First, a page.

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AB0178 Characterization of CD4+ T Cell Response and Effects of Regulatory T Cells in Pristane Induced Lupus (PIL)
  1. H. Leiss,
  2. B. Schwarzecker,
  3. I. Gessl,
  4. W. Salzberger,
  5. A. Puchner,
  6. B. Niederreiter,
  7. J. Smolen,
  8. G. Stummvoll
  1. Rheumatology, Medical University of Vienna, Vienna, Austria

Abstract

Background CD4+ T cells and the Th1 and Th17 subsets in particular play a pivotal role in SLE. Regulatory T cells (Treg) are essential for maintaining peripheral tolerance, but their number and function in SLE is decreased.

Objectives We herein characterize CD4+T cell and Treg homeostasis and severity of organ involvement in a murine model of SLE and analyze the effects of in vitro –induced iTreg.

Methods Mice were injected i.p. with 0.5ml of pristane or PBS as control and killed after 8 months. Induction of Treg: Naïve CD4+ thymocytes were cultured under specific conditions (including TGFβ, IL-2) and tested for CD4+Foxp3+ expression by FACS (induced Treg, iTreg). Cell suspensions with >80% purity for CD4+FoxP3+ iTreg were injected intravenously either once at start of experiments (5x10e6, iTreg-boost) or monthly (1x10e6, iTreg-repeated).

Animals were monitored for clinical signs of arthritis and in order to analyze and compare disease severity, histological features of arthritis and pneumonitis were quantified by an image analysis system (Osteomeasure®). Lungs were scored for the severity of perivascular inflammation by analyzing the numbers of affected vessels and the area of the inflammatory infiltrate.

Lymphocytes were isolated from granulomas (ectopic lymphoid tissue within the peritoneum), lymph nodes (LN) and spleens and were analyzed separately for each mouse by FACS. For analyzes of the Th1, 2, 17 subsets, respectively, cells were restimulated in vivo plate bound with anti-CD3 and anti-CD28abs.

Results PIL mice presented with involvement of inner organs, most frequently affected were the lungs (100% pneumonitis); 52% of PIL developed arthritis, both clinically and histologically. Monthly iTreg-injection significantly decreased clinical signs of arthritis and histological lung and joint parameters. Out of 6 mice treated, 4 (66%) did not show any signs of arthritis at all. (Fig. 1A-F)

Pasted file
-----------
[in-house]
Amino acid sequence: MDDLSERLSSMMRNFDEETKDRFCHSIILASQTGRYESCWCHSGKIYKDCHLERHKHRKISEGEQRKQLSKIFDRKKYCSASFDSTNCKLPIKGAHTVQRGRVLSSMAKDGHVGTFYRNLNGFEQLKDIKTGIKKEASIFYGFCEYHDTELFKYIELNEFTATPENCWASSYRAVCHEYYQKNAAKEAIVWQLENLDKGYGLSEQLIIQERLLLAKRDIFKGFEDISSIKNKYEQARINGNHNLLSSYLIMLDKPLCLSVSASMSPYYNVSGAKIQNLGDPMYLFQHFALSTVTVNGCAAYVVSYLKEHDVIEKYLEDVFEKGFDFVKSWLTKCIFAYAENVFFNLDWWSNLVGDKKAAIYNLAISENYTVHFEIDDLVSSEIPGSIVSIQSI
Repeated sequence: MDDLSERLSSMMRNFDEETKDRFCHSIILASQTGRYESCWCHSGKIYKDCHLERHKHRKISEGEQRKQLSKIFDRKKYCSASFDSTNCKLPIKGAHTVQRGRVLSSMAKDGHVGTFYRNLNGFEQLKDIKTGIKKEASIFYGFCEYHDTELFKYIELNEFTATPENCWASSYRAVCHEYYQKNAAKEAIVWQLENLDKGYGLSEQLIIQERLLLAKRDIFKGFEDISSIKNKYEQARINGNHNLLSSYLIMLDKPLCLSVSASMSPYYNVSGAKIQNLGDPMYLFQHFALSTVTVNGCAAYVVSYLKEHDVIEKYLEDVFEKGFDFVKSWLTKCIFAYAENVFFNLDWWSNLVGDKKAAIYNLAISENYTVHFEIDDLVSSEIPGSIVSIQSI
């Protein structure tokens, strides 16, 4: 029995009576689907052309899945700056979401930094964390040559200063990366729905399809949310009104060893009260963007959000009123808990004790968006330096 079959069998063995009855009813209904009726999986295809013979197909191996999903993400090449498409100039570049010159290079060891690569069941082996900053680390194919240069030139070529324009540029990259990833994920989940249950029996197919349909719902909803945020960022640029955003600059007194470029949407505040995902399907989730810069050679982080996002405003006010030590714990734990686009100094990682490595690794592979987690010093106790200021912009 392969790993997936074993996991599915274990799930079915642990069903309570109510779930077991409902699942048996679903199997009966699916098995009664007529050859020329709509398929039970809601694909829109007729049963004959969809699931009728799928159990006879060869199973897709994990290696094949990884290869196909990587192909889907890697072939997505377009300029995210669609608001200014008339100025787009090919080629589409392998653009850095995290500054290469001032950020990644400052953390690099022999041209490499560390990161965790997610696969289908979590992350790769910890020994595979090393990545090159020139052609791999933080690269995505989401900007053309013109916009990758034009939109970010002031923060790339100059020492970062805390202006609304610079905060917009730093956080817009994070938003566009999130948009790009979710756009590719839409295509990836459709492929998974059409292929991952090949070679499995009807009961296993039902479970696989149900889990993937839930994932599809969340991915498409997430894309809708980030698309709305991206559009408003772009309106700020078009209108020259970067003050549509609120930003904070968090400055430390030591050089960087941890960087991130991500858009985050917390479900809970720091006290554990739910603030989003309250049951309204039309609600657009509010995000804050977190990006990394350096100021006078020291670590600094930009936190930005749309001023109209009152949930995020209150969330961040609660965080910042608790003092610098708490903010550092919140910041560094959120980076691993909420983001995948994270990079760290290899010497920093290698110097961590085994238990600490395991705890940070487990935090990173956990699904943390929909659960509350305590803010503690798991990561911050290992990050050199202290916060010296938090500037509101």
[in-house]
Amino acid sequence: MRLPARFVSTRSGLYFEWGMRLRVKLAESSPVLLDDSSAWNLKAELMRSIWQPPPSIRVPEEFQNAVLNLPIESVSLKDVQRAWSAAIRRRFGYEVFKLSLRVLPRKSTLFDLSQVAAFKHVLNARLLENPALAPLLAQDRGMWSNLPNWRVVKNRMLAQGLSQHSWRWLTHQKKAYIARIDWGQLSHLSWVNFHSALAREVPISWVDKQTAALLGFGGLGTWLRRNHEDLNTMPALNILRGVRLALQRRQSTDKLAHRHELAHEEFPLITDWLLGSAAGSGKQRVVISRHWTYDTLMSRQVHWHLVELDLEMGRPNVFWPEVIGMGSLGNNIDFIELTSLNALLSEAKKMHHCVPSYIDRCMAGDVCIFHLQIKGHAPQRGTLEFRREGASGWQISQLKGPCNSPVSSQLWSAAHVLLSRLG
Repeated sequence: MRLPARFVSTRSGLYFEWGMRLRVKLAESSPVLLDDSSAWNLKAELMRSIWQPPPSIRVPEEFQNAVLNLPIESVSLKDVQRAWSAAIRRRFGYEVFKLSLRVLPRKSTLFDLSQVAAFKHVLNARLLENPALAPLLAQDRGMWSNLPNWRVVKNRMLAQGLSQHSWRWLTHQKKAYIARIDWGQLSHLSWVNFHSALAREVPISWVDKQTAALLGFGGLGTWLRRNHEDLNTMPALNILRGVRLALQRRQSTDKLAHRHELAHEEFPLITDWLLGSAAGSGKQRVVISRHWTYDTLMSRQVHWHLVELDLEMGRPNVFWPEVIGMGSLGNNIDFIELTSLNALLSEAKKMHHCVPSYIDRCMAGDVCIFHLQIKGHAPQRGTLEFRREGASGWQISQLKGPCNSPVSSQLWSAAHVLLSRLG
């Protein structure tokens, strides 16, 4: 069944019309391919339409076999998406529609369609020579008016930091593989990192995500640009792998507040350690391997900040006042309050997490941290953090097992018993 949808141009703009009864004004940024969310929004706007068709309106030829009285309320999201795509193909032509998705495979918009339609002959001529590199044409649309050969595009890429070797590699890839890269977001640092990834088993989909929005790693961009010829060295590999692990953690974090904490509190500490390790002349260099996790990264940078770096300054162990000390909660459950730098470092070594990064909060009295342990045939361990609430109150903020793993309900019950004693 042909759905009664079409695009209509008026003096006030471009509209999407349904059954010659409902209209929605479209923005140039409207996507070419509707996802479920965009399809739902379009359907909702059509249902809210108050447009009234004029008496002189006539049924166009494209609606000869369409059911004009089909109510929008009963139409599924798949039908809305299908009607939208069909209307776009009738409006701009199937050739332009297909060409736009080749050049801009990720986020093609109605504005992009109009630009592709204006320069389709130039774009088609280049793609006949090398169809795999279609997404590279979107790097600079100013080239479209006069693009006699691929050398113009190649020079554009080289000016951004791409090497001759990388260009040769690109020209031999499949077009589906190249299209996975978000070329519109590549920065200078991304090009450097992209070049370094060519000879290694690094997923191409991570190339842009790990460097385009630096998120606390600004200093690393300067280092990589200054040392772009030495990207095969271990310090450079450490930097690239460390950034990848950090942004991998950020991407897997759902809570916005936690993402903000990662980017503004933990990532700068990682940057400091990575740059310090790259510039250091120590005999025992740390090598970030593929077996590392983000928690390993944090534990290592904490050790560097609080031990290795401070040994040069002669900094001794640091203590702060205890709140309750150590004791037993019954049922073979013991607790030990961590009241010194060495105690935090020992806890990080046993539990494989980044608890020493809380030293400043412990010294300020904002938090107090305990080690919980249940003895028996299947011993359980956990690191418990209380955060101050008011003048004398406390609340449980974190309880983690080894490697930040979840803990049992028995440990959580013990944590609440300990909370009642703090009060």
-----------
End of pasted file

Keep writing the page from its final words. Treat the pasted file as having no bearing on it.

The iTreg-boost did not prevent joint manifestations or pneumonitis, but appeared to have a retarding effect (Fig.1A-F) indicated by a delayed onset of clinical symptoms and by a significantly decreased erosive area at the end of observation (Fig.1B).

Intraperitoneal granuloma typical for PIL appeared to be the hotspots of inflammation showing a significantly elevated Teff/Treg ratio of 1.3. Upon re-stimulation, CD4+ cells showed a pronounced Th1 response (27% IFNγ producers) compared to cells from LN and spleens from both PIL and HC (with Th1 percentages ranging from 9-16%). In addition, frequencies of Th2 and Th17 cells were elevated in PIL, again with the highest yield in granuloma. The repeated application of iTreg reduced the Teff/Treg ratio in PIL granuloma to 0.7.

Conclusions Repeated injections of exogenously induced iTregs reduce severity of pneumonitis and arthritis as well as the Teff/Treg ratio. A single injection of iTregs (even when applied before the clinical onset) is not effective, but appears to retard onset of symptoms and progression of arthritis and pneumonitis. Thus, iTreg have significant effects on lupus symptoms when applied repeatedly, which may have consequence for future therapeutic considerations.

Disclosure of Interest None declared

DOI 10.1136/annrheumdis-2014-eular.5386

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